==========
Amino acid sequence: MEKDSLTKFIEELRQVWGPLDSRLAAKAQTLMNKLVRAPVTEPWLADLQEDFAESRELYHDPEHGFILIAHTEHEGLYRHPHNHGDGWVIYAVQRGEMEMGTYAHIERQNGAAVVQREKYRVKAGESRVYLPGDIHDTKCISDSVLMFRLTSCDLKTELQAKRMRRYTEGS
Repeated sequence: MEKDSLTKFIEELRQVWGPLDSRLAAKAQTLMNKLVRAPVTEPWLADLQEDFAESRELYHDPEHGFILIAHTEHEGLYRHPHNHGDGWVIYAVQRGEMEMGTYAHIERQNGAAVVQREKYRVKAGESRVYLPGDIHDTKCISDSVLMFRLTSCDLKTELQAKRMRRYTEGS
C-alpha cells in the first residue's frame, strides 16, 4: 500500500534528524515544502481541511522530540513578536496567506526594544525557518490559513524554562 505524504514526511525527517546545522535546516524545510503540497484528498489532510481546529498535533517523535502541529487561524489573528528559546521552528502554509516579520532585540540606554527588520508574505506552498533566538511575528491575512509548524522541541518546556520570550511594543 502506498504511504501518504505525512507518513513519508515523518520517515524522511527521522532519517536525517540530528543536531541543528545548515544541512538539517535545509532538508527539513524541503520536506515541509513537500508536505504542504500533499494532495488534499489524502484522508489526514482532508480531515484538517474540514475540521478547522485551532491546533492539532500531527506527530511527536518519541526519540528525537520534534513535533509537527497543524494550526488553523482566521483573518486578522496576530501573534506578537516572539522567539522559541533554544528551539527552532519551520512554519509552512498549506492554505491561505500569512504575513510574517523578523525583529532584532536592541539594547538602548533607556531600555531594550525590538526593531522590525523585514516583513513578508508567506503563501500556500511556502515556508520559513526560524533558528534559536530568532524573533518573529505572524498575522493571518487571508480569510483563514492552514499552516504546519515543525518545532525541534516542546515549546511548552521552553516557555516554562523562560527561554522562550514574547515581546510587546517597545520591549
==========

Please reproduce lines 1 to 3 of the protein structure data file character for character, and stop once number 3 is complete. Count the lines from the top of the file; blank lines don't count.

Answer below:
Amino acid sequence: MEKDSLTKFIEELRQVWGPLDSRLAAKAQTLMNKLVRAPVTEPWLADLQEDFAESRELYHDPEHGFILIAHTEHEGLYRHPHNHGDGWVIYAVQRGEMEMGTYAHIERQNGAAVVQREKYRVKAGESRVYLPGDIHDTKCISDSVLMFRLTSCDLKTELQAKRMRRYTEGS
Repeated sequence: MEKDSLTKFIEELRQVWGPLDSRLAAKAQTLMNKLVRAPVTEPWLADLQEDFAESRELYHDPEHGFILIAHTEHEGLYRHPHNHGDGWVIYAVQRGEMEMGTYAHIERQNGAAVVQREKYRVKAGESRVYLPGDIHDTKCISDSVLMFRLTSCDLKTELQAKRMRRYTEGS
C-alpha cells in the first residue's frame, strides 16, 4: 500500500534528524515544502481541511522530540513578536496567506526594544525557518490559513524554562 505524504514526511525527517546545522535546516524545510503540497484528498489532510481546529498535533517523535502541529487561524489573528528559546521552528502554509516579520532585540540606554527588520508574505506552498533566538511575528491575512509548524522541541518546556520570550511594543 502506498504511504501518504505525512507518513513519508515523518520517515524522511527521522532519517536525517540530528543536531541543528545548515544541512538539517535545509532538508527539513524541503520536506515541509513537500508536505504542504500533499494532495488534499489524502484522508489526514482532508480531515484538517474540514475540521478547522485551532491546533492539532500531527506527530511527536518519541526519540528525537520534534513535533509537527497543524494550526488553523482566521483573518486578522496576530501573534506578537516572539522567539522559541533554544528551539527552532519551520512554519509552512498549506492554505491561505500569512504575513510574517523578523525583529532584532536592541539594547538602548533607556531600555531594550525590538526593531522590525523585514516583513513578508508567506503563501500556500511556502515556508520559513526560524533558528534559536530568532524573533518573529505572524498575522493571518487571508480569510483563514492552514499552516504546519515543525518545532525541534516542546515549546511548552521552553516557555516554562523562560527561554522562550514574547515581546510587546517597545520591549